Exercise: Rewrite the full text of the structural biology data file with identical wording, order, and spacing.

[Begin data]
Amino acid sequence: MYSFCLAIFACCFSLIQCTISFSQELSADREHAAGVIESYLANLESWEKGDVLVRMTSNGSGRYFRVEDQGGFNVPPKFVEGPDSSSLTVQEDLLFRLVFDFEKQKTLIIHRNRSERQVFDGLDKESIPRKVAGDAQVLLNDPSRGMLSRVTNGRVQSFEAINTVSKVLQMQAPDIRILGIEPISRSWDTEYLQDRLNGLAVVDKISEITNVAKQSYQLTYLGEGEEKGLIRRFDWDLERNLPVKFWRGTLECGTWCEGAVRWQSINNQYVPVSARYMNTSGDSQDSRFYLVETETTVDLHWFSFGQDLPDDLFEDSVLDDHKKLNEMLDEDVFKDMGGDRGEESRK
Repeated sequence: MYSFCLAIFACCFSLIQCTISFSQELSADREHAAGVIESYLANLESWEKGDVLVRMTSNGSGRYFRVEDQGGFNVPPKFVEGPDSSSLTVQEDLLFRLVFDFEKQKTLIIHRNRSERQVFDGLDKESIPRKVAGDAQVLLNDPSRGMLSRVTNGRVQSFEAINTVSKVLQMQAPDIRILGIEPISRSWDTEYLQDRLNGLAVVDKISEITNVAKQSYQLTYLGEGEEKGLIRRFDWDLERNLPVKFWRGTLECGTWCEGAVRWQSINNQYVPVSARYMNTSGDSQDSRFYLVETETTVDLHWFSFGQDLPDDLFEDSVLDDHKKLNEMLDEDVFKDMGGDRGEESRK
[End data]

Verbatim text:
Amino acid sequence: MYSFCLAIFACCFSLIQCTISFSQELSADREHAAGVIESYLANLESWEKGDVLVRMTSNGSGRYFRVEDQGGFNVPPKFVEGPDSSSLTVQEDLLFRLVFDFEKQKTLIIHRNRSERQVFDGLDKESIPRKVAGDAQVLLNDPSRGMLSRVTNGRVQSFEAINTVSKVLQMQAPDIRILGIEPISRSWDTEYLQDRLNGLAVVDKISEITNVAKQSYQLTYLGEGEEKGLIRRFDWDLERNLPVKFWRGTLECGTWCEGAVRWQSINNQYVPVSARYMNTSGDSQDSRFYLVETETTVDLHWFSFGQDLPDDLFEDSVLDDHKKLNEMLDEDVFKDMGGDRGEESRK
Repeated sequence: MYSFCLAIFACCFSLIQCTISFSQELSADREHAAGVIESYLANLESWEKGDVLVRMTSNGSGRYFRVEDQGGFNVPPKFVEGPDSSSLTVQEDLLFRLVFDFEKQKTLIIHRNRSERQVFDGLDKESIPRKVAGDAQVLLNDPSRGMLSRVTNGRVQSFEAINTVSKVLQMQAPDIRILGIEPISRSWDTEYLQDRLNGLAVVDKISEITNVAKQSYQLTYLGEGEEKGLIRRFDWDLERNLPVKFWRGTLECGTWCEGAVRWQSINNQYVPVSARYMNTSGDSQDSRFYLVETETTVDLHWFSFGQDLPDDLFEDSVLDDHKKLNEMLDEDVFKDMGGDRGEESRK